Voges-Proskauer Assay for Acetoin Production

B. subtilis (QST 713, EU07 and FZB24) was cultured in nutrient broth at 30°C for 48 h. The supernatants were collected by centrifugation at 12,000 rpm for 15 min and used for the Voges-Proskauer test [45] in which 1.0 mL of supernatant was transfered to a glass test tube, and then 0.6 mL of 5% α-naphtho, (Sigma, Aldrich) was added, followed by 0.2 mL of 40% KOH. The reactions were mixed after each addition and the color was allowed to develop at room temperature for 30 min.

Two-dimensional Gel Electrophoresis Analysis of B. subtilis EU07 and FZB24

B. subtilis EU07 and FZB24 were grown at 30°C under vigorous agitation in NB medium. Cells were harvested in the late mid-exponential phase by centrifugation at 6,000×g for 15 min, then washed twice with TE (0.1M Tris-HCl, pH 7.5, 1 mM EDTA). The cells were suspended in 4 mL of lysis buffer (40 mM Tris-base, 7 M urea, 2 M thiourea, 2% w/v CHAPS, 1 mM EDTA, 1 mM PMSF, 50 mM DTT) and disrupted by ultrasonication (15 Hz, 5×30 s bursts with 1-min breaks) on ice. The supernatant was collected by centrifugation at 16,000×g for 15 min at 4°C and kept as a crude protein sample. To remove non-protein material from the extract and to determine the final protein concentration, a 2D Clean-up Kit (GE Healthcare, UK) and a 2D Quant Kit (GE Healthcare) were used sequentially according to the manufacturer’s instructions.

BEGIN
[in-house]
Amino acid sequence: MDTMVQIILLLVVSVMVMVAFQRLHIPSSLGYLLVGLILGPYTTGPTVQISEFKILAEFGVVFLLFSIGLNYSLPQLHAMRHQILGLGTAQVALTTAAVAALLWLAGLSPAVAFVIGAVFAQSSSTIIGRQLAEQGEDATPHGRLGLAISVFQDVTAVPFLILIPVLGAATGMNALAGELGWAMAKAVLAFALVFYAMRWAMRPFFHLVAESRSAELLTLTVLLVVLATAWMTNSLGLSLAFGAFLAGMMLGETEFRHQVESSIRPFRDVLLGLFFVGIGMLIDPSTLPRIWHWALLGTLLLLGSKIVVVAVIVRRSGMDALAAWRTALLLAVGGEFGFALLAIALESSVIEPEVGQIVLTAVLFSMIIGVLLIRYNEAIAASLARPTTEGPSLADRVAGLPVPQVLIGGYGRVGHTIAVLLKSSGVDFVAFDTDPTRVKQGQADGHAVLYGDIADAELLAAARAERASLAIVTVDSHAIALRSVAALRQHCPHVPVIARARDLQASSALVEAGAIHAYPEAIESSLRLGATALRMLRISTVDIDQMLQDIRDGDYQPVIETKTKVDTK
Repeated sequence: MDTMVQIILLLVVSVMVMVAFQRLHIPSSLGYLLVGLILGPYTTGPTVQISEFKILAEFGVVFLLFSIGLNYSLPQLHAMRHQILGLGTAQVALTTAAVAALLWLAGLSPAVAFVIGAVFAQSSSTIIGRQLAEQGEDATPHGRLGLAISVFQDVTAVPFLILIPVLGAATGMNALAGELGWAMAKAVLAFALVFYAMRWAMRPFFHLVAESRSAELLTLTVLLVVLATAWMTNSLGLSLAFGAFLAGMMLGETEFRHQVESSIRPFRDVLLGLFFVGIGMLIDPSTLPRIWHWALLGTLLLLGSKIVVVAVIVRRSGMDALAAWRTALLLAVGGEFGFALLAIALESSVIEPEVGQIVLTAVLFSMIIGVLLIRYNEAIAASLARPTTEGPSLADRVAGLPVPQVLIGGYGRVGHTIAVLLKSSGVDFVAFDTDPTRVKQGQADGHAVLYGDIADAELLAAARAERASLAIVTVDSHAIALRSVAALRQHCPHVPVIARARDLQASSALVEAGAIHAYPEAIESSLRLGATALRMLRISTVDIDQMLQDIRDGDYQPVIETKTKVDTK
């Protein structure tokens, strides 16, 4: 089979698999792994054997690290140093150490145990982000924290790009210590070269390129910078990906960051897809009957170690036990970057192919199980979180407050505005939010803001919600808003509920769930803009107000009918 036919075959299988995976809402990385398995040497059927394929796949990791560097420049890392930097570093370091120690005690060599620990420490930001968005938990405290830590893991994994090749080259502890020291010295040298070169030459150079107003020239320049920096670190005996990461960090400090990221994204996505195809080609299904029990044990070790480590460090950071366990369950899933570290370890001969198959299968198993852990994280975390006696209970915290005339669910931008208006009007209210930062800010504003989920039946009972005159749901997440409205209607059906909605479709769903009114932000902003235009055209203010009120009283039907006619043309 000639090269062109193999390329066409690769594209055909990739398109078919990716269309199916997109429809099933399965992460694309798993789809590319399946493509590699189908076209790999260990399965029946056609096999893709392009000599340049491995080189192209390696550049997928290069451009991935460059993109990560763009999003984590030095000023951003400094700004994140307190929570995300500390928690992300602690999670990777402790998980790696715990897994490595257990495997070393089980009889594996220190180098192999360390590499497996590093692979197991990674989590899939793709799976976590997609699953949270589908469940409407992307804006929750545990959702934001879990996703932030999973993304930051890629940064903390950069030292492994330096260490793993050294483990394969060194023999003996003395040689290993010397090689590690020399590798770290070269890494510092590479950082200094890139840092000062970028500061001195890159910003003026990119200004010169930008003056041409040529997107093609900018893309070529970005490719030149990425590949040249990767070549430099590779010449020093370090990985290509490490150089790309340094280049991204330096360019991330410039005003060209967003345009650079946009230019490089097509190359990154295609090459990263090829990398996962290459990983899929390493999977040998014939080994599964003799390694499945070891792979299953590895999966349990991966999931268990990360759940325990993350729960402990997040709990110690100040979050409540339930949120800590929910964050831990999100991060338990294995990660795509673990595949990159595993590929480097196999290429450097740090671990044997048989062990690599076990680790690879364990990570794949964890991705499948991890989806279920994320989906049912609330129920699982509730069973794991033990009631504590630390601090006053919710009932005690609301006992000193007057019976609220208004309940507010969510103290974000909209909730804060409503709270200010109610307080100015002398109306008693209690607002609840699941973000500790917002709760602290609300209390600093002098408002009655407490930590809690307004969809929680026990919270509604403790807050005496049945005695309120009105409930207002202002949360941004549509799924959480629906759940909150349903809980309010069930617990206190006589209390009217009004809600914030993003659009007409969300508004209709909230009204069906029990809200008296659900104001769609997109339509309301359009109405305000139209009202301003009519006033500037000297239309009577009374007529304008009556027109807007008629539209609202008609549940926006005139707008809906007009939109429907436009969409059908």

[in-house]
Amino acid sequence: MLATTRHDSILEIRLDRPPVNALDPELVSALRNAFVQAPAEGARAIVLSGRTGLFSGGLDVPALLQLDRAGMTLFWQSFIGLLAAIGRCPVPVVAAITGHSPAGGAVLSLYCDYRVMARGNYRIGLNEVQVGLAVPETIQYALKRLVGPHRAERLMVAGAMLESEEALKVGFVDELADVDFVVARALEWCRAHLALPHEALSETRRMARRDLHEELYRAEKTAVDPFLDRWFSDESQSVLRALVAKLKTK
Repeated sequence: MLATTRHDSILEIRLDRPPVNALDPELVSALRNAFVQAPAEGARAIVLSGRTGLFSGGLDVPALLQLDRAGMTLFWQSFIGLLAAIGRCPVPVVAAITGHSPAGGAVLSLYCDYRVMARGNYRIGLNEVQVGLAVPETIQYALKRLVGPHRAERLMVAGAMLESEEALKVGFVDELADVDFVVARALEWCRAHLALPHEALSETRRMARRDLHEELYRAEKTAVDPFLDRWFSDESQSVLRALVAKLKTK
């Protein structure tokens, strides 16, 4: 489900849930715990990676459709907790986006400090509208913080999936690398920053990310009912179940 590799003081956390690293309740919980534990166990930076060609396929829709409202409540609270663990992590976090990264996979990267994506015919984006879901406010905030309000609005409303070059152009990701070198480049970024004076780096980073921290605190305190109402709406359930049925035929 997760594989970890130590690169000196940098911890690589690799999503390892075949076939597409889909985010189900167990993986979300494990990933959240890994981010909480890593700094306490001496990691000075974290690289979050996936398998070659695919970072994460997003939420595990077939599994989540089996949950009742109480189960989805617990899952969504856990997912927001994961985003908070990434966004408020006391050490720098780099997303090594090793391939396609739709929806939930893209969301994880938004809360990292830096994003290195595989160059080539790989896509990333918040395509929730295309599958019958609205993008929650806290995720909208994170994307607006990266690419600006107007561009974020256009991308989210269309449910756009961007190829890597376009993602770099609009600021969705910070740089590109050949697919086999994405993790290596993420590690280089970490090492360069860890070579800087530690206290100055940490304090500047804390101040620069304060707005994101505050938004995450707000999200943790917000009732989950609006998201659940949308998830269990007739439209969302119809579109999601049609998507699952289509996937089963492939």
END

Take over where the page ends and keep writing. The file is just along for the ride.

Proteins were separated by 2-D electrophoresis as described previously [46]. Briefly, 600 µg of proteins was dissolved in rehydration buffer (7 M urea, 2 M thiourea, 4% w/v CHAPS, 40 mM DTT, 0.5% (v/v) pH 4–7 IPG buffer and 0.0025% bromophenol blue) and rehydrated into immobilized pH 4–7 IPG strips (linear gradient, 24 cm; Amersham Biosciences, Uppsala, Sweden). Rehydration and isoelectric focusing (IEF) were carried out on an Ettan IPGphor II apparatus (Amersham Biosciences) under the step-n-hold mode as follows: 30 V for 12 h for reswelling, 500 V for 1 h, 1000 V for 1 h, and then voltage was increased to 8,000 V and kept constant at 8,000 V, resulting in a total of 80,000 Vh. Prior to SDS-PAGE, the strips were first equilibrated in 50 mM Tris–HCl pH 8.8, 6 M urea, 30% glycerol, 2% (w/v) SDS, 0.002% bromophenol blue containing 1% (w/v) DTT and subsequently with 4% (w/v) iodoacetamide, 15 min for each equilibration step, and then loaded onto 12.5% polyacrylamide gels using an Ettan™ DALTsix system (Amersham, Biosciences). Electrophoresis was performed at 1000 V 20 mA for 45 min and at 1000 V 40 mA for 2 h 40 min.

Proteins were visualised by Coomassie brilliant blue R-250 staining immediately after electrophoresis. The gray images were scanned using an ImageMaster TotalLab proteomic imaging system (Amersham Biosciences), and then spot detection, gel-to-gel matching, and spot quantification were carried out using 2-D electrophoresis gel analysis program ImageMaster 2D Platinum software 5.0 (Amersham Biosciences). The quantity of each spot was normalized with respect to the total spot volume detected in the gel. To examine the reliability of the data, only spots showing greater than 2.0-fold changes in expression were selected.

Protein Identification by MALDI-TOF/TOF and Bioinformatics